Check with the Human Resources department for a list of paid (or unpaid) holidays at your company. Ideally, these should be clearly explained in an official employee handbook or online.

The reason that holiday pay and time off aren't mandated is because the 1938 Fair Labor Standards Act (FLSA) (also called the “Wage and Hour Bill”) does not require payment for time not worked, such as vacations or holidays.

Holiday benefits are generally an arrangement between an employer and an employee, as part of company policy, or as a negotiated agreement between the company and the employee's representative, e.g., a union or other collective bargaining unit.

Will You Be Asked to Work?

Some workers are more likely than others to be asked to work on a federal holiday, including shift workers, emergency personnel, and those in the healthcare, retail, and service industries.

Although there are no legally mandated holidays, paid or otherwise, for these and other non-federal workers, employees who have to work because their industry doesn't stop for holidays often have resources at their disposal.

For instance, many hospitals have policies that require medical staff to work either Christmas or Thanksgiving, but not both.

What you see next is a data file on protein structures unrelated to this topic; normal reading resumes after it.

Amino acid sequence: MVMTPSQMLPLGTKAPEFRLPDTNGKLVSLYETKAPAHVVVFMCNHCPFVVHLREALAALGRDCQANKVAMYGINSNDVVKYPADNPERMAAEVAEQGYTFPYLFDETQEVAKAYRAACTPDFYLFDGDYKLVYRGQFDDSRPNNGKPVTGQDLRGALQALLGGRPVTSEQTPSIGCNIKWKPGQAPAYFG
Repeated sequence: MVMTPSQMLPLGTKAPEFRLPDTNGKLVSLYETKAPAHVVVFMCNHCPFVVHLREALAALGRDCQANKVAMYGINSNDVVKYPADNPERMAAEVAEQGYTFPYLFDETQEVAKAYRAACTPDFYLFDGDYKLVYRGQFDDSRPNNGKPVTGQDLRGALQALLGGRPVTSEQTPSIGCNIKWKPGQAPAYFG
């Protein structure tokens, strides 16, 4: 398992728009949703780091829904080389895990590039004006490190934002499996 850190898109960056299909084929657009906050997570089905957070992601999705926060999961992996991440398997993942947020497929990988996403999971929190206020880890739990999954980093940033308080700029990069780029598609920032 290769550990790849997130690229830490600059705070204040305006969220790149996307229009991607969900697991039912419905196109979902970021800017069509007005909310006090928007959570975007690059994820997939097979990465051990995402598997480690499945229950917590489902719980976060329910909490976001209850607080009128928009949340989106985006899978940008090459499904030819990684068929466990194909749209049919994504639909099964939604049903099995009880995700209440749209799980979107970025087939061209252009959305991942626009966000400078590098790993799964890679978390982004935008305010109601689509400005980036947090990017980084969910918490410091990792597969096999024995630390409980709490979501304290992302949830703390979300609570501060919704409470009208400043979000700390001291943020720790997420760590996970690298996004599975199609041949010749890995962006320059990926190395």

Furthermore, some organizations will offer holiday pay (time and a half, a bonus, or some other incentive/reward), even though they're not required to do so. Bottom line: to find out where you stand in terms of holidays, you'll need to talk to Human Resources or your manager.

Don't be shy. It's perfectly reasonable to want to know when you'll be expected to be at work so that you can make your own plans or coverage requests.

Article Sources

  1. OPM.gov. "Fact Sheet: Federal Holidays - Work Schedules and Pay." Accessed Jan. 1, 2022.

  2. OPM.gov. "Policy, Data, Oversight: Pay & Leave, 2022." Accessed Jan. 1, 2022.

  3. OPM.gov. "Policy, Data, Oversight: Pay & Leave, 2023." Accessed Jan. 1, 2022.

  4. U.S. Department of Labor. "Holiday Pay." Accessed Jan. 1, 2022.

  5. U.S. Bureau of Labor Statistics. "Employee Benefits in the United States News Release." Accessed Jan. 1, 2022.

  6. U.S. Department of Labor. "Questions and Answers About the Fair Labor Standards Act (FLSA)." Accessed Jan. 1, 2022.